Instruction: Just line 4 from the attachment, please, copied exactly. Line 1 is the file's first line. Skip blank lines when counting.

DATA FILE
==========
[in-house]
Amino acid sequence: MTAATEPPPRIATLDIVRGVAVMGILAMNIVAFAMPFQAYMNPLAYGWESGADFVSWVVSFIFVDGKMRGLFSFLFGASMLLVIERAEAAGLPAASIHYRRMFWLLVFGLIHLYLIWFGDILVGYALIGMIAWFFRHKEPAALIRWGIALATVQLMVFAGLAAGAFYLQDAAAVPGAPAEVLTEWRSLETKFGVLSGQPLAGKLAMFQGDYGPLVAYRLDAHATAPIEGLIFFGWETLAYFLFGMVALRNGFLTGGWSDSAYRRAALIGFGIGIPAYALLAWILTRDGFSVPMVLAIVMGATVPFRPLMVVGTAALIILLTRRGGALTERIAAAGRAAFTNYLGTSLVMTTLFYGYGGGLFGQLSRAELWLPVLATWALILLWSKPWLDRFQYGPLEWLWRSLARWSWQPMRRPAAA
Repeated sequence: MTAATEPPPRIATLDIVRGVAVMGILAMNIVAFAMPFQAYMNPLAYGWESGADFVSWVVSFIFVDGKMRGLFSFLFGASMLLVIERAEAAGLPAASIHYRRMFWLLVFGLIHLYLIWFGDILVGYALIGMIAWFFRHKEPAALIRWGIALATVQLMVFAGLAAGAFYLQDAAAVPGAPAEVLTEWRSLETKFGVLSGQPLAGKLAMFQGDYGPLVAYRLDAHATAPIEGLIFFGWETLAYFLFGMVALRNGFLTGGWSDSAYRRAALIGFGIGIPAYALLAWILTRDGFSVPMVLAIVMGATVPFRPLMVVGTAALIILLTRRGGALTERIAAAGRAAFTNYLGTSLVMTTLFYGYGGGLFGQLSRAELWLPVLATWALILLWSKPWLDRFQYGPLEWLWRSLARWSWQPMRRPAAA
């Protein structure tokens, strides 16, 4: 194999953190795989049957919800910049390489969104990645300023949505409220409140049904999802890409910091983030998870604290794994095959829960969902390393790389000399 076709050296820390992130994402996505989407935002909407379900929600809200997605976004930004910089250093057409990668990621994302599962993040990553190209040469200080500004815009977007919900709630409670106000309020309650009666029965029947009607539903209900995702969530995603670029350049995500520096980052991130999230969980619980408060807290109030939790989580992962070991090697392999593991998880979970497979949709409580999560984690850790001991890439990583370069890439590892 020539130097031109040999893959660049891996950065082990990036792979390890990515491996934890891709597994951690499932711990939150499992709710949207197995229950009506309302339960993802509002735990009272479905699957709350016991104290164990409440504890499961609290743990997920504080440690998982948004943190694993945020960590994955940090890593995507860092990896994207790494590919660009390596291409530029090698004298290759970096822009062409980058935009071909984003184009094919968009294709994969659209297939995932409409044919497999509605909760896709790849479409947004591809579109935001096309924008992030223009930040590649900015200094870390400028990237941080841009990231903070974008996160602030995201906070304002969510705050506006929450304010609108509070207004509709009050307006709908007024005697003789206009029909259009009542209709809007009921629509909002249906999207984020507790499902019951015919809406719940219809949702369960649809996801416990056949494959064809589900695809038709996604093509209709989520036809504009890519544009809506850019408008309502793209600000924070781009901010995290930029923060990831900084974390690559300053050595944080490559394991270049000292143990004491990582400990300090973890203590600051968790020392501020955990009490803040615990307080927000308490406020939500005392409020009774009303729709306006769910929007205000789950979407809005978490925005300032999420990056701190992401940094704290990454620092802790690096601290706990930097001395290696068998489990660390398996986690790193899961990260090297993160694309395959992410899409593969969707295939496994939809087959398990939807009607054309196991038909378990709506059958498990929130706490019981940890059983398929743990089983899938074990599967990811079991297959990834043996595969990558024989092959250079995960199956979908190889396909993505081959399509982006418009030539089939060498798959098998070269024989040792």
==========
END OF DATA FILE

């Protein structure tokens, strides 16, 4: 194999953190795989049957919800910049390489969104990645300023949505409220409140049904999802890409910091983030998870604290794994095959829960969902390393790389000399 076709050296820390992130994402996505989407935002909407379900929600809200997605976004930004910089250093057409990668990621994302599962993040990553190209040469200080500004815009977007919900709630409670106000309020309650009666029965029947009607539903209900995702969530995603670029350049995500520096980052991130999230969980619980408060807290109030939790989580992962070991090697392999593991998880979970497979949709409580999560984690850790001991890439990583370069890439590892 020539130097031109040999893959660049891996950065082990990036792979390890990515491996934890891709597994951690499932711990939150499992709710949207197995229950009506309302339960993802509002735990009272479905699957709350016991104290164990409440504890499961609290743990997920504080440690998982948004943190694993945020960590994955940090890593995507860092990896994207790494590919660009390596291409530029090698004298290759970096822009062409980058935009071909984003184009094919968009294709994969659209297939995932409409044919497999509605909760896709790849479409947004591809579109935001096309924008992030223009930040590649900015200094870390400028990237941080841009990231903070974008996160602030995201906070304002969510705050506006929450304010609108509070207004509709009050307006709908007024005697003789206009029909259009009542209709809007009921629509909002249906999207984020507790499902019951015919809406719940219809949702369960649809996801416990056949494959064809589900695809038709996604093509209709989520036809504009890519544009809506850019408008309502793209600000924070781009901010995290930029923060990831900084974390690559300053050595944080490559394991270049000292143990004491990582400990300090973890203590600051968790020392501020955990009490803040615990307080927000308490406020939500005392409020009774009303729709306006769910929007205000789950979407809005978490925005300032999420990056701190992401940094704290990454620092802790690096601290706990930097001395290696068998489990660390398996986690790193899961990260090297993160694309395959992410899409593969969707295939496994939809087959398990939807009607054309196991038909378990709506059958498990929130706490019981940890059983398929743990089983899938074990599967990811079991297959990834043996595969990558024989092959250079995960199956979908190889396909993505081959399509982006418009030539089939060498798959098998070269024989040792």